# Smallest simplex

(Difference between revisions)
 Revision as of 22:29, 30 June 2008 (edit)← Previous diff Revision as of 22:34, 30 June 2008 (edit) (undo)Next diff → Line 15: Line 15: Yes, if a simplex in n-space having full dimension, then it has (n+1) vertices. But here we allow for sub-dimensional simplexes. I don't think measuring the volume of them is pointless if we constrain our focus to the sub affine set where the simplex resides. Yes, if a simplex in n-space having full dimension, then it has (n+1) vertices. But here we allow for sub-dimensional simplexes. I don't think measuring the volume of them is pointless if we constrain our focus to the sub affine set where the simplex resides. This is just like we can measure the area of a triangle in a 3 dimensional space. This is just like we can measure the area of a triangle in a 3 dimensional space. - + --[[User:Flyshcool|Flyshcool]] 14:30, 1 July 2008 [GMT+8] - --[[User:Flyshcool|Flyshcool]] +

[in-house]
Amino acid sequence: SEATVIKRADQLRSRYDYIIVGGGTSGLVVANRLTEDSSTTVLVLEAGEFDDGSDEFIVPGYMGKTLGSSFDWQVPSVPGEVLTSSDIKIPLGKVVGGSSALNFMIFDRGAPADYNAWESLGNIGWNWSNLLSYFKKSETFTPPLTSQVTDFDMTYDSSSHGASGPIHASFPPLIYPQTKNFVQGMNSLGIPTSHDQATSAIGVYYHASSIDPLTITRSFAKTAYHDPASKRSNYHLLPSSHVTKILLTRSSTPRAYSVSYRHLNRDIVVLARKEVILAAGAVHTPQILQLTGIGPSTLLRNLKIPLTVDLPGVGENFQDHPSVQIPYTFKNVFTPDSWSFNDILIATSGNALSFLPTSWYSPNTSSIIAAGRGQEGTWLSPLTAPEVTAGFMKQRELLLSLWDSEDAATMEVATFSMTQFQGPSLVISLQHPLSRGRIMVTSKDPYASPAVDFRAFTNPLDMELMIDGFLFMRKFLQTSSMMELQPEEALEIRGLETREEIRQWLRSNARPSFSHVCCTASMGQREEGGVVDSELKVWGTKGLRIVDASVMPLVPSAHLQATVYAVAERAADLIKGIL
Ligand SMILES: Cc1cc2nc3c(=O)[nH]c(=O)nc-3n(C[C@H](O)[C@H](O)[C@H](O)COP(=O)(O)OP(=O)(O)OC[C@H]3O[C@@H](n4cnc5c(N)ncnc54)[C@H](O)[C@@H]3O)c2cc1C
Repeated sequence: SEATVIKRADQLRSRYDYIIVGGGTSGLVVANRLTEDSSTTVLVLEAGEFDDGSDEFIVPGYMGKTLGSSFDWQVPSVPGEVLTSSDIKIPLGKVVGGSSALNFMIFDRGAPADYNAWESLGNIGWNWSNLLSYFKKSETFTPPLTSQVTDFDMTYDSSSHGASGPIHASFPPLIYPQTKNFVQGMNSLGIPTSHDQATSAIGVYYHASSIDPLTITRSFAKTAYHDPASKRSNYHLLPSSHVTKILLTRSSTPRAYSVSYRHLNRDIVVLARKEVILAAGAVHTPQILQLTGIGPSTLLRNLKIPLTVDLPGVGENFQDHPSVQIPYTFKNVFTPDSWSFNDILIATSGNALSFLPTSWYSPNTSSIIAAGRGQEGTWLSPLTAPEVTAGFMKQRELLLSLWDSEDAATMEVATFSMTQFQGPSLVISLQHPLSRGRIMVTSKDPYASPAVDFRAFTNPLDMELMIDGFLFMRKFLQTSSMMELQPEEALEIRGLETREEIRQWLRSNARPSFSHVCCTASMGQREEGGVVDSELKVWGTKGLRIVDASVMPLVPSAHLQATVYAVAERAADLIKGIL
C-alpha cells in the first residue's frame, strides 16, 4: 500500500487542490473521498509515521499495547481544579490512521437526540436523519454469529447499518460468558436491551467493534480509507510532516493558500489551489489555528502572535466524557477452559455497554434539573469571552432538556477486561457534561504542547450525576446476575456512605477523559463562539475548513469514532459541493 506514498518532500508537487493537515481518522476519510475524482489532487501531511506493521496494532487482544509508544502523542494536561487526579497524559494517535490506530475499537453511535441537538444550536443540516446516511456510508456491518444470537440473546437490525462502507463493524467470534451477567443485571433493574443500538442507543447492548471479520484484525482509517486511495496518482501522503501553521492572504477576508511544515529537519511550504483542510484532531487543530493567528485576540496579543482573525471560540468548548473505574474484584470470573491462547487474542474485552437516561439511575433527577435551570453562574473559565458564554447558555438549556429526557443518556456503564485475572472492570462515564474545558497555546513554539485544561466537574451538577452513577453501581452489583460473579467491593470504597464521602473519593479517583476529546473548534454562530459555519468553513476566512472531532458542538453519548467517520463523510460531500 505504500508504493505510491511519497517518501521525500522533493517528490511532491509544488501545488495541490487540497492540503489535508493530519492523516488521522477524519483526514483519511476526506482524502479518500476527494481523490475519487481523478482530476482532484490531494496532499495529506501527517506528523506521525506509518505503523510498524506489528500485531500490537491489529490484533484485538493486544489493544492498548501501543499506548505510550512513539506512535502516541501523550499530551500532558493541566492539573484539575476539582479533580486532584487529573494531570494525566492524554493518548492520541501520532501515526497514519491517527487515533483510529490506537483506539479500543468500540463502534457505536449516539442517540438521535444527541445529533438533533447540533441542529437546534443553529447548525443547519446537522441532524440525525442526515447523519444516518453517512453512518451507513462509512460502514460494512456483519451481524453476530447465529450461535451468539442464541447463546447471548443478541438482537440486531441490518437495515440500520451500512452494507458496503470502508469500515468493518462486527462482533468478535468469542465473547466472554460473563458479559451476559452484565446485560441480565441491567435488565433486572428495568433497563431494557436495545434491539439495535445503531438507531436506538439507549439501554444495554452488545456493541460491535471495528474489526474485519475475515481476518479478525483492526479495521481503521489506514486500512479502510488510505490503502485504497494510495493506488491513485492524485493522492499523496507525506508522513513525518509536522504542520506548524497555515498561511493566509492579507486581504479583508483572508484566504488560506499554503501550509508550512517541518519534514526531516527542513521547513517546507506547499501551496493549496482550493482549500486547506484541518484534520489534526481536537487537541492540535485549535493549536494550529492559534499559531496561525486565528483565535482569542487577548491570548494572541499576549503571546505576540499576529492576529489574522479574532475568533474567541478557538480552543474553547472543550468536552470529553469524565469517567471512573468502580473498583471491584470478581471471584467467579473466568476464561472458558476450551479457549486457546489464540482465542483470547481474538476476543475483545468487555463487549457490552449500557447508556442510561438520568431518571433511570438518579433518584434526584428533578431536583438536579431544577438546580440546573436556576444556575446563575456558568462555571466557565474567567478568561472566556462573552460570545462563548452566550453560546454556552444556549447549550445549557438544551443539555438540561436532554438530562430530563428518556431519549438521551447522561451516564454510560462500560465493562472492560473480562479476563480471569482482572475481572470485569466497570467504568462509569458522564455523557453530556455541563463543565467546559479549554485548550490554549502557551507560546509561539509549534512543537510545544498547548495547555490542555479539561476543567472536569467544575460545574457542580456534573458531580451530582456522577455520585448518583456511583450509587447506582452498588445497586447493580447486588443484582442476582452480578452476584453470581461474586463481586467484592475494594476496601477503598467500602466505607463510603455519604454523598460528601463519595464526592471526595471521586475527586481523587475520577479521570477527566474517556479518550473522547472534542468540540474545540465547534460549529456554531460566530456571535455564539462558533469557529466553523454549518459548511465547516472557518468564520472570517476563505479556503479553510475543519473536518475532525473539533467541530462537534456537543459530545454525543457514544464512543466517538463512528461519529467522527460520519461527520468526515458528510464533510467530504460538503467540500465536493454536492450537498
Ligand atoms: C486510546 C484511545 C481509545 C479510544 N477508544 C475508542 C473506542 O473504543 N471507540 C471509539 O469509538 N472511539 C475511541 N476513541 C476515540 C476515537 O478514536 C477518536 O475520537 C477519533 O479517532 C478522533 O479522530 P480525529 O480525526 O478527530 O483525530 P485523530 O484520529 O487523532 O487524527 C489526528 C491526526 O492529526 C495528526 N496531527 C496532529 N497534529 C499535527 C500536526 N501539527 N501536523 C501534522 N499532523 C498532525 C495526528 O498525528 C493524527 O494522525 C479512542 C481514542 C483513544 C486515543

## Revision as of 22:34, 30 June 2008

I am a PhD. candidate student in Tsinghua University, China. I think this is an open problem in my field. That is:

How to find the smallest simplex which can enclose a bunch of given points in a high dimensional space (under the following two assumptions:)?

• (1) The number of the vertexes of the simplex is known, say n;
• (2) The number of the vertexes of the simplex is unknown.

To measure how small the simplex is, we can use the volume of the simplex.

The question is: can this problem be cast into a convex optimization?

Doesn't a simplex in n-space always have (n+1) vertices (http://en.wikipedia.org/wiki/Simplex)? Or would you want to allow for sub-dimensional simplices? But then, measuring the volume is quite pointless for all but the full-dimensional ones. I'm probably misunderstanding something, perhaps you can clarify this?